Lastly, Lexington argued that “it replied promptly after discovering the default, it presented evidence of a meritorious defense, and White Oak would suffer no prejudice if the relief was granted.” However, the Supreme Court refused to set aside the default judgment for good cause: “The circuit court acted within its discretion in concluding that losing a complaint was not a satisfactory explanation for failing to timely respond.”
Coverage Opinions is a bi-weekly (or more frequently) electronic newsletter reporting or providing commentary on just-issued decisions from courts nationally addressing insurance coverage disputes. Coverage Opinions focuses on decisions that concern numerous issues under commercial general liability and professional liability insurance policies. For more information visit www.coverageopinions.info.
The views expressed herein are solely those of the author and not necessarily those of his firm or its clients. The information contained herein shall not be considered legal advice. You are advised to consult with an attorney concerning how any of the issues addressed herein may apply to your own situation. Coverage Opinions is gluten free but may contain peanut products.
Randy Maniloff is Counsel at White and Williams, LLP in Philadelphia. He previously served as a firm Partner for seven years and transitioned to a Counsel position to pursue certain writing projects including Coverage Opinions . Nonetheless he still maintains a full-time practice at the firm. Randy concentrates his practice in the representation of insurers in coverage disputes over primary and excess obligations under a host of policies, including commercial general liability and various professional liability policies, such as public official’s, law enforcement, educator’s, media, computer technology, architects and engineers, lawyers, real estate agents, community associations, environmental contractors, Indian tribes and several others. Randy has significant experience in coverage for environmental damage and toxic torts, liquor liability and construction defect, including additional insured and contractual indemnity issues. Randy is co-author of “General Liability Insurance Coverage - Key Issues In Every State” (Oxford University Press, 2nd Edition, 2012). For the past twelve years Randy has published a year-end article that addresses the ten most significant insurance coverage decisions of the year completed.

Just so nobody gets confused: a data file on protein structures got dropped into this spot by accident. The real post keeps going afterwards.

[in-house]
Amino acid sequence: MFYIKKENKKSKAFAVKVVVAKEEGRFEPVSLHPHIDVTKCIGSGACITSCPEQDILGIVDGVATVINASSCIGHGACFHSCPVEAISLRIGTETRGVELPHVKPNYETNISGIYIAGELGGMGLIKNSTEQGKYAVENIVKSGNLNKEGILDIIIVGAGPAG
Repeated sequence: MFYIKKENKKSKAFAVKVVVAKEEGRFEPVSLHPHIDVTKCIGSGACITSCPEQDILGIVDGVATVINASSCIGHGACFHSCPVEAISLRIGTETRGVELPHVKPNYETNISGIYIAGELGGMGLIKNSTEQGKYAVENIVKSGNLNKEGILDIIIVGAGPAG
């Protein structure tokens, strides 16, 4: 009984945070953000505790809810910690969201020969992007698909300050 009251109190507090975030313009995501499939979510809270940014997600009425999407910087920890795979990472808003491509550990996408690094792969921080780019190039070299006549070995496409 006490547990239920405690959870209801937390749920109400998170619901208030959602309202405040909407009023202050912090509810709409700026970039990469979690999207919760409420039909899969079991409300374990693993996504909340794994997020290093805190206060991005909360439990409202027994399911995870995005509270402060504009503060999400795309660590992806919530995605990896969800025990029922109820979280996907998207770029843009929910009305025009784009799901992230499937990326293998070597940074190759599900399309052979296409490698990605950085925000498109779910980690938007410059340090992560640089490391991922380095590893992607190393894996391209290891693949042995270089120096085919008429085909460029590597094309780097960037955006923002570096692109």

Read more from this issue of Coverage Opinions.
For more information about LexisNexis products and solutions connect with us through our corporate site